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The Jester Archetype: Understanding the Power of Humor

A Seriously Powerful Way to Influence People

Normally we think of humor as something that isn't very important or worthy of thought. Usually we're content to say "it's funny because it's funny" about a joke, gag or comedic situation and leave it at that. To question a joke or to try to understand the nature of what makes something humorous somehow kills its essence. So, we try not to think about humor. We are content to let the Jesters make us laugh and forget about it.

But, thinking about jokes can tell us something about human nature-- humor may even be a key to understanding consciousness. Humans are the only living creature that can tell a joke. (A commonly held belief is that human beings are the only living creatures that can use tools. Actually, many animals use tools.)

In a previous article, I wrote about the Pearson-Myers Archetypal Indicator test and the twelve character archetypes. In it, I put forth the idea that the source of the Jester's power is his ability to see the world as being completely ridiculous. The Jester's outlook on life can be a strength or it can also be a limitation, depending on the quality of the Jester. Strong Jester characters like Tom Bombadil are powerful allies capable of assisting a hero in need of rescue, but weak Jester types are used as comic relief in stories and are prone to running away when called upon to do something dangerous.

In popular fiction and literature, characters with Jester abilities who are involved in situations where the possibility of a physical confrontation is likely are able to use humor to defuse a potential conflict before it starts. We also see Jesters using the power of humor to gain acceptance in hostile social situations. Even the will of kings and other figures of high social status can be swayed by the sarcastic remarks of a Jester.

Four Types of Jester Heroes

The unique personality of a Jester is largely defined by how he or she uses humor. In the Internet Encyclopedia of Philosophy, Aaron Smuts writes about four different theories of humor. These principles can be applied to the Jester archetype to derive four main types of Jester "good guys." Of course, well-rounded Jester types can move freely across all four aspects, but most Jester oriented characters specialize in a particular mode of expression. The following is a brief overview of the four types of Jesters.

The Juggler (Superiority)

  • The superiority humor theory is one of the oldest theories of humor. The ancients noticed that in comedies, the audience is often invited to laugh at stupid, strange looking characters-- and feel superior to them. Laughter may also occur when we experience the "sudden glory" of feeling better than someone else. In a popular YouTube clip, a plus sized model falls off of a catwalk. Many funny things are going on in the clip, but the main reason why we laugh has to do with the fact that the woman suddenly fell from a position of high status (a model strutting down a catwalk) to a position of very low status (a clumsy woman who tripped and fell down) in the blink of an eye.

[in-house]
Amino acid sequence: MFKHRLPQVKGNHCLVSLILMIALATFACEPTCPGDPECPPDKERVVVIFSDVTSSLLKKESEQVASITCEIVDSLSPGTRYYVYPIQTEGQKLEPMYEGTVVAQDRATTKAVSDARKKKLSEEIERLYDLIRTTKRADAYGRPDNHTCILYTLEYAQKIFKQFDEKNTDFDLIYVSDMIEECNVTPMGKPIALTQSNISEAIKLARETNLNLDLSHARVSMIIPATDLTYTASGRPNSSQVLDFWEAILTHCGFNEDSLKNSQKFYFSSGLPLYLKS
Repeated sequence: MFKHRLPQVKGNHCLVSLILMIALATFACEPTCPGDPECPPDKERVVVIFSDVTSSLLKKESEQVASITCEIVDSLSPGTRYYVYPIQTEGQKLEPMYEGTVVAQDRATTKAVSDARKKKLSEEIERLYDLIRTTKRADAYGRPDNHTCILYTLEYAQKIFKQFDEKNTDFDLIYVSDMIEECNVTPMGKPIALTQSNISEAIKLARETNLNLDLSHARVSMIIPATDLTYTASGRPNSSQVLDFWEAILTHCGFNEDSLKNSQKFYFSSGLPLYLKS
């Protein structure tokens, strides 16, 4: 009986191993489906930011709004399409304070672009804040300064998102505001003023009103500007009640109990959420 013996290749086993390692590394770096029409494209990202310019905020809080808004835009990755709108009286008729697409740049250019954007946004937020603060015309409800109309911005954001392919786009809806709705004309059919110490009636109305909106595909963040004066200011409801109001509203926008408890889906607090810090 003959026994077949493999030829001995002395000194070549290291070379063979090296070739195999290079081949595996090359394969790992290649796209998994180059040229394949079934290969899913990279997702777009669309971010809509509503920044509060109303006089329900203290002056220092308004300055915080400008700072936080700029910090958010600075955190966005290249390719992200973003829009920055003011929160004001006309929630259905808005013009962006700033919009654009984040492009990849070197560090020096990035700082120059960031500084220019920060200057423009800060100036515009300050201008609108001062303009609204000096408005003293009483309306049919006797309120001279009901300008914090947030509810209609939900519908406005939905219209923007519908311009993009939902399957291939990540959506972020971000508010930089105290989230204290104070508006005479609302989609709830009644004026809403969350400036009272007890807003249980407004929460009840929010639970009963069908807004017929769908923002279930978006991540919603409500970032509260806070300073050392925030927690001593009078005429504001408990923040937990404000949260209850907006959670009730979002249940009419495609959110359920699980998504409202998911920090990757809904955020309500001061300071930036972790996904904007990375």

• Like a skillful juggler who can carelessly toss dangerous objects around in the air without risking injury, a Juggler Jester is capable of lowering or raising someone's status according to his whim. A Jester can use his joke-telling abilities to easily ingratiate himself to those who depend on maintaining high status-- namely, those who hold positions of power. When people have their status elevated, they experience good feelings. A Jester is able to associate himself with those good feelings. In this way Jesters can easily ingratiate themselves to almost anyone, especially people who believe that status is important.
  • Since the Jester mentality assumes that status is essentially meaningless, Jesters don't mind lowering their own status to get a laugh. On the other hand, Jesters are not afraid of tearing down someone else's status either. Skillful Jesters can rip anyone apart with ease if necessary, and without feeling a shred of guilt. The true mark of a master Jester, though, is the ability to successfully lower status without causing pain or emotional injury. In medieval times, kings depended on the commentary of their low-status Jesters. Since their comments were in the form of non-threatening jokes, court Jesters were allowed to speak truth to power. Other members of a king's court had to be very careful with their words, because angering a powerful king could result in death.

The Balloon Twister (Relief)

  • Humor can also be derived from nervous energy. Nervousness can be released in the form of laughter. In social situations it's common to see an awkward person laugh constantly when attempting to engage in conversation, for example. If nobody else feels tense in the situation, only the socially awkward individual will be the one laughing because the other people in the group have no nervous energy to release. Humor can also help us find relief from repression. For example, many people feel shame around sex, or the elimination of waste. So-called "dirty" jokes help relieve some of the shame around sexual behavior and bodily functions. Typically, young people have a high amount of shame when it comes to these things. The older we get, the more comfortable we become with our bodies. As a result, the dirty joke genre is often thought of as being an immature form of humor.